Starting your first post-college job? Here are a few pointers
Starting your first job after college is exciting but nerve-wracking. Here are some things to know to help you get your footing.
How do you go from 2 a.m. pizza party gossip to water-cooler chatter? From frat party to office cocktail party? Your first job after graduating from college can be daunting, but these five tips can help get you up to speed:
Find out what's offered and understand your benefits
Employer match: Many employers will match your 401(k) contributions up to a certain percentage of your salary. This is something you should take advantage of because it increases your earning and retirement savings. Be sure to check the amount of time it takes to vest the company matching portion and whether there is a partial vesting during the interim. If you leave the company before you are vested, you will lose the amount your employer put in.
Health insurance: You may have to choose between a health maintenance organization (HMO) or a preferred provider option (PPO) for medical insurance. You should consider the out-of-pocket costs as well as the premium costs when comparing health insurance benefits. Here are some questions to ask: What is the premium and how is this deducted from your paycheck? What does this coverage include? How are pre-existing conditions handled?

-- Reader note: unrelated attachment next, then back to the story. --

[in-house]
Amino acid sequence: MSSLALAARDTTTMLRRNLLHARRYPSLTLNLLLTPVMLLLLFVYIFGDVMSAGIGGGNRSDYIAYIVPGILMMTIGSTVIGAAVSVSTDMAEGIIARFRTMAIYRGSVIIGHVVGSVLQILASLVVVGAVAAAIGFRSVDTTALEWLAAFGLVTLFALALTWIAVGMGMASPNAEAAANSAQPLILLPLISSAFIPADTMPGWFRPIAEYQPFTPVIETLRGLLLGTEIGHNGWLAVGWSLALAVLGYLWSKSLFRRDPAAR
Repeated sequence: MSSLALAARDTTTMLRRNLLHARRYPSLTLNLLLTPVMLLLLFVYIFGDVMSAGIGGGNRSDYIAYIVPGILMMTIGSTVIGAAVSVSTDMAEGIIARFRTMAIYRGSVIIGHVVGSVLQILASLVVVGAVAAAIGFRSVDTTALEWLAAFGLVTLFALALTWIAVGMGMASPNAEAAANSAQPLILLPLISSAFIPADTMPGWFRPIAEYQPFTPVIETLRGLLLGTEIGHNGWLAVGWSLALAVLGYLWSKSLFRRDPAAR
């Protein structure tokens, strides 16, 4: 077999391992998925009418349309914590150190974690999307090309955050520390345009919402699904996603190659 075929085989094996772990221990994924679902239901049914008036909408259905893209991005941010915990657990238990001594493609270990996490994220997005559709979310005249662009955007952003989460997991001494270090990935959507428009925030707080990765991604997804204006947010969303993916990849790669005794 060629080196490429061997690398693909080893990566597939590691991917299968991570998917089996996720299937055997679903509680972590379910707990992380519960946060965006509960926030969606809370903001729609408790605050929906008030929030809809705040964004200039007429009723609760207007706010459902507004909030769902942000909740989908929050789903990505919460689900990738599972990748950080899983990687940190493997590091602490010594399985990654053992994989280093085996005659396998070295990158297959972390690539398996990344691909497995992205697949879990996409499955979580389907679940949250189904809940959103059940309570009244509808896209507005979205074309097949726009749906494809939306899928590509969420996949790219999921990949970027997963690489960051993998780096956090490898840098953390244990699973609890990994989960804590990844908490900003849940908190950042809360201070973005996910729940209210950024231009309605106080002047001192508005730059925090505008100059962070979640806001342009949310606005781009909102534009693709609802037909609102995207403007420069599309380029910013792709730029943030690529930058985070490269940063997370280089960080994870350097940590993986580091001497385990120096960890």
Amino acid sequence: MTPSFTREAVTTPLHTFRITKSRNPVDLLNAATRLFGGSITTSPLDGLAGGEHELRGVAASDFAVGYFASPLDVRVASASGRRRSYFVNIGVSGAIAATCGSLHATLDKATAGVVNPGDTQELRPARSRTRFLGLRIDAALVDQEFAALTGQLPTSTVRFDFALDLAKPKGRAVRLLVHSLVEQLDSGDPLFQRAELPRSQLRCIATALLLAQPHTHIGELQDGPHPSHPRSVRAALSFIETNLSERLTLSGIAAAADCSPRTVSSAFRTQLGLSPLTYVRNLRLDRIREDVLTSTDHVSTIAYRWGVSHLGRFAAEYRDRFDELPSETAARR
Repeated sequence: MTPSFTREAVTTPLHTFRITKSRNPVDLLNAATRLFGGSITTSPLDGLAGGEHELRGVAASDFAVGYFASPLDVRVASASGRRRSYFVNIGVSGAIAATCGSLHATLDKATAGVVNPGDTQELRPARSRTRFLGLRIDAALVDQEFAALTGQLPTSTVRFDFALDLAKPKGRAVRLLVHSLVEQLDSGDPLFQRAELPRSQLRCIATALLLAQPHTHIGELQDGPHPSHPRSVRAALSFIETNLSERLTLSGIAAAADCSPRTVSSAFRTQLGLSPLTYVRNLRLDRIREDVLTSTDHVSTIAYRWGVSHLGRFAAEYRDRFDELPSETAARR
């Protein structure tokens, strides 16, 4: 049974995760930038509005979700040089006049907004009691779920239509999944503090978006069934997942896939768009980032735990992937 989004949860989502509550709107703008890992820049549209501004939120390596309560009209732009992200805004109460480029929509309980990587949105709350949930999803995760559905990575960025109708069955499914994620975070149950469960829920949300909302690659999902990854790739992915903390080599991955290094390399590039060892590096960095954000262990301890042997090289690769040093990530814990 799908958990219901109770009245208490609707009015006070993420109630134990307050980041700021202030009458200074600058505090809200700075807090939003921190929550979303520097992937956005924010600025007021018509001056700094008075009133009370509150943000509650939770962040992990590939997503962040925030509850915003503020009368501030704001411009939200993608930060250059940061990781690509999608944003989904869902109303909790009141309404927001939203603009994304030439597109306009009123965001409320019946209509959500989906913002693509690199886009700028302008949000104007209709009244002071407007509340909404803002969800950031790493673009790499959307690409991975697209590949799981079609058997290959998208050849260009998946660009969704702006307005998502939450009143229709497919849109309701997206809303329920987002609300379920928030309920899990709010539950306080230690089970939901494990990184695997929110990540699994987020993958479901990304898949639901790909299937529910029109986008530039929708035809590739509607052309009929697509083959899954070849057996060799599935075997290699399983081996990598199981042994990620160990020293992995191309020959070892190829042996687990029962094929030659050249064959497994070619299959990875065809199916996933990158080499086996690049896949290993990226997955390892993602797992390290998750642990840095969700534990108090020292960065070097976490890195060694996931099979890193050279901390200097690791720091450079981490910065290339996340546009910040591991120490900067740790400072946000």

Paid vacation and sick time: Find out how many days are allowed in your first year, when they begin accumulating and when they may be used.
Life insurance: Although not a benefit high on your mind right now, life insurance is meant to reimburse your designated beneficiary for lost wages and income should an unexpected tragedy occur. Generally your employer will pay for the amount of one year's salary, while giving you the option to purchase additional coverage.
Stock options: Stock options, if offered at your company, allow you to purchase stock at a set price, and typically, you receive the stock options at a lower price, which allows you to profit more than external parties if you sell them when they are higher.
Be a sponge
One of your top priorities during your first few weeks should be absorbing as much as you can. Get to know your company's culture, your teammates, office policies and department or company-wide goals.
Find a mentor
You don't need to jump on this task your first day, but as you get introduced to senior staff, consider finding someone to bounce ideas off of and be groomed by. This can have big benefits for your career. Mentorship goes beyond giving advice; a mentor commits valuable time and attention to make sure you're progressing toward your goals.
Your first couple of weeks on the job are a grace period where your colleagues will welcome and be patient with you asking as many questions as you want. Take advantage of this. When you're confused or curious about something, ask, and then put the answer down in a notebook.
Be a self-starter
As you finish assignments and are ready to handle a bigger workload, take the initiative and ask for more assignments. This is a great way to build rapport with your team because there will always be people who need help, and they will appreciate your efforts.
Tweet at @CareerBuilder: Are you graduating this year? What are you doing to kick start your career?